• Treatment gaps – If your doctor recommends that you go to physical therapy once a week, and records show that you consistently miss appointments and aren’t following your doctor’s orders, it could be a big red flag for the insurance adjuster. It’s common for crash victims to try to heal on their own without having the inconvenience of seeking medical treatment, but it’s important you don’t do that. Remember that an insurance company will do everything in its power to try to prove that you haven’t been completely honest and forthcoming about your injuries. Don’t give them any leeway.

There are many other red flags that could show up on your medical records, but with the help of an experienced personal injury attorney you can still get the settlement you deserve. If you or someone you love has been injured in a car accident, contact Robert Armstrong’s office today for help.

,

Essential Motorcycle Insurance Coverage to Purchase In North Carolina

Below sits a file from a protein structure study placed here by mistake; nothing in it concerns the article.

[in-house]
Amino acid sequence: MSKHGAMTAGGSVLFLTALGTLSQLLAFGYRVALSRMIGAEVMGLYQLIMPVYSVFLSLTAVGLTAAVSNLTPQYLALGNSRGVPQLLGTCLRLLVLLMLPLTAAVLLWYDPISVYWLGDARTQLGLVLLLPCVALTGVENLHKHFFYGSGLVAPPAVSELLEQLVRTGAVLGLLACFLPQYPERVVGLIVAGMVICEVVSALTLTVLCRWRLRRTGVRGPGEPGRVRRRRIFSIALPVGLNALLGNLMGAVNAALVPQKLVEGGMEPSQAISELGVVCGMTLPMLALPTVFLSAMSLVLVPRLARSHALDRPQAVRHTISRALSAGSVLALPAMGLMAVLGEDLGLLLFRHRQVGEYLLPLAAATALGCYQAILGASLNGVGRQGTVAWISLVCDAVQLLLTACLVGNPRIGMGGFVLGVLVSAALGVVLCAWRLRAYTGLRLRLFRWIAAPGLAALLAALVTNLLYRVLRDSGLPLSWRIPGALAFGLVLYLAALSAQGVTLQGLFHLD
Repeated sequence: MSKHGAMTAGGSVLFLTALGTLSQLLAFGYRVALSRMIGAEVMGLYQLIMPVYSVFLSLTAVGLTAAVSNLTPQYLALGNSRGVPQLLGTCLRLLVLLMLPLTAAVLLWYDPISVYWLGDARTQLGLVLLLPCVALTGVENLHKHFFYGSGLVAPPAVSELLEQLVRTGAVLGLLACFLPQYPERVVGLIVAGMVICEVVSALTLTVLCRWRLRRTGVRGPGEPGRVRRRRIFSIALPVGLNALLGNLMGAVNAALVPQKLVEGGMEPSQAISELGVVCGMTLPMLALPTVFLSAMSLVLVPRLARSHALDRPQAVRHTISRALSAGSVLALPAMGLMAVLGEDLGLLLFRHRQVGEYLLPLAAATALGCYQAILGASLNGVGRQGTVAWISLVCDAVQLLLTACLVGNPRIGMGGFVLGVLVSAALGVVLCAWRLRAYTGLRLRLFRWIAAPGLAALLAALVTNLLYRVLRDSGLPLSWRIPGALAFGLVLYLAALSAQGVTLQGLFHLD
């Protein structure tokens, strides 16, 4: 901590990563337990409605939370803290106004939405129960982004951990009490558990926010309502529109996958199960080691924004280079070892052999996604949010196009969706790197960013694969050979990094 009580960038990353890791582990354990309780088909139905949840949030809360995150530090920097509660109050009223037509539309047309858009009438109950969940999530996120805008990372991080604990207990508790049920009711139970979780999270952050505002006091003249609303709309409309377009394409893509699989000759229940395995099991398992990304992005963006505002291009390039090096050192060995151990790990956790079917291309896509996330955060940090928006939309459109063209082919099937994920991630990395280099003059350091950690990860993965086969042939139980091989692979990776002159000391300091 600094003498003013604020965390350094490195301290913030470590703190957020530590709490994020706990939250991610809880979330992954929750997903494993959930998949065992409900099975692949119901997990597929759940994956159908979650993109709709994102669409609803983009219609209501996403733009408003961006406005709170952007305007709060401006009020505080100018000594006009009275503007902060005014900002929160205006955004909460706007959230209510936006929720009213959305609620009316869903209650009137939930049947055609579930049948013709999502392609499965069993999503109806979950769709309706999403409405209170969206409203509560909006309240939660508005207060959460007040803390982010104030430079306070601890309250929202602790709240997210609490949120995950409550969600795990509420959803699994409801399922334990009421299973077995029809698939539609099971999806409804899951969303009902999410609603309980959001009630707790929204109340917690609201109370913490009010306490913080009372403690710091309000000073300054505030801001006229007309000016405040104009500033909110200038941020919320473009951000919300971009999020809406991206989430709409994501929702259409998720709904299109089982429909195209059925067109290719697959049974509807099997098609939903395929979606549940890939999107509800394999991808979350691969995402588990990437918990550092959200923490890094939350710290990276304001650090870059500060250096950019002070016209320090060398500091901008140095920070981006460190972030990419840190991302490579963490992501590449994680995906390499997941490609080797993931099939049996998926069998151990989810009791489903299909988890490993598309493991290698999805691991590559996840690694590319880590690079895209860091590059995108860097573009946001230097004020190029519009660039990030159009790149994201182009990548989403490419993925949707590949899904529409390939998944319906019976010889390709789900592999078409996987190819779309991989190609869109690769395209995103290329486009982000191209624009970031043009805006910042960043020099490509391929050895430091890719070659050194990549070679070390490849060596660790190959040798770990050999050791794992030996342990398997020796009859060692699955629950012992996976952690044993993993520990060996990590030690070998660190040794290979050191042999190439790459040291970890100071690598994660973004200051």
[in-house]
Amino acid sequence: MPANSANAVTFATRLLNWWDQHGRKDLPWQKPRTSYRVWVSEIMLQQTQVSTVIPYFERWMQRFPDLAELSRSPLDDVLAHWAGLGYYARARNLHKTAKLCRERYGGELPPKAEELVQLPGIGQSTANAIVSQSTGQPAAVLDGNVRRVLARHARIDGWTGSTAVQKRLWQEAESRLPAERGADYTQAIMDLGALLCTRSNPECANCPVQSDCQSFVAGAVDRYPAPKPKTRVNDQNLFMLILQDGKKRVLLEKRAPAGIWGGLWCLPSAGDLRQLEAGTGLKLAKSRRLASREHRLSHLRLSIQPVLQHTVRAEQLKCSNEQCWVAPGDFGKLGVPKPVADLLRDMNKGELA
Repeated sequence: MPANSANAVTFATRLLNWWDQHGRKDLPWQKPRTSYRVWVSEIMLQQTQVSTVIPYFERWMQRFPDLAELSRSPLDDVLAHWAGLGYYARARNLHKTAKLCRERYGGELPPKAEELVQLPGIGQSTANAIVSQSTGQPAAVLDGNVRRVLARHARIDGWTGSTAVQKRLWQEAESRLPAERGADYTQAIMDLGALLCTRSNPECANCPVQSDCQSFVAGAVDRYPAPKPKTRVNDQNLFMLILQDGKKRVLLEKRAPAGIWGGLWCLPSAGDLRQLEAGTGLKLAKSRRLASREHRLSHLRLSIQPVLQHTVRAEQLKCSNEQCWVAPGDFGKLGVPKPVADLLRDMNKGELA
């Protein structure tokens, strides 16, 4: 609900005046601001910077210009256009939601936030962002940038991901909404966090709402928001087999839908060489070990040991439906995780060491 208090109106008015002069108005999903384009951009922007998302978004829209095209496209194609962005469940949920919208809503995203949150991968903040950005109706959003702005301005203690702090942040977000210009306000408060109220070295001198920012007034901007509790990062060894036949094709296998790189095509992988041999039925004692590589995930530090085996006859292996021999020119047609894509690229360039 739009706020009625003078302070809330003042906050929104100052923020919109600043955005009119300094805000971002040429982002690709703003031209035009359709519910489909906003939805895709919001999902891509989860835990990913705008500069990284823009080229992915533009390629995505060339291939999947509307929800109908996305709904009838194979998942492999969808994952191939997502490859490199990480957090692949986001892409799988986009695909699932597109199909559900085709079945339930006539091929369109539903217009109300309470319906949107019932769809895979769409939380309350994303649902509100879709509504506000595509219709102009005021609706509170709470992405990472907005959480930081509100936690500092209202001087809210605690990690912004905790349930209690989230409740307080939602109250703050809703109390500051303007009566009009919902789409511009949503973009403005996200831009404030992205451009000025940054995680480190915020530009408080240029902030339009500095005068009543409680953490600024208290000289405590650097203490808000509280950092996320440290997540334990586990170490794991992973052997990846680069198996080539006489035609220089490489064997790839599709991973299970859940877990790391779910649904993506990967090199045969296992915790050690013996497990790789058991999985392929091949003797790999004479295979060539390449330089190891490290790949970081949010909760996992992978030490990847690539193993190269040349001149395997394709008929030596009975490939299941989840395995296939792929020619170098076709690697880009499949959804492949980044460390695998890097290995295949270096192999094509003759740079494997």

Essential Motorcycle Insurance Coverage to Purchase In North Carolina Robert armstrong personal injury attorney north carolina

If you own a motorcycle in North Carolina, you must have it insured, according to state law.

The minimum coverage you can have on your motorcycle in North Carolina is liability.

What are the mandatory motorcycle insurance coverage requirements in North Carolina?

Here are the mandatory insurance requirements for motorcycles in North Carolina:

  • $30,000 for bodily injuries or death to one person in a single accident.
  • $60,000 for bodily injuries or deaths to more than one person in a single accident.
  • $25,000 for property damage occurring in a single accident.

When you’re shopping for motorcycle insurance, remember that these requirements are the minimum coverage by law. You can add more coverage if you believe you need it.

What are the optional coverage options for motorcycles?

Aside from liability insurance, most insurance companies that write motorcycle policies will offer other types of optional coverage that will give you added protections for damages and injuries you might incur if you are ever in a motorcycle accident. These include:

  • Collision – This will cover damage to your motorcycle if you are in an accident and it is your fault. For damages to your motorcycle after and accident.
  • Comprehensive – This is for any damages to your motorcycle that could happen that are not related to an accident.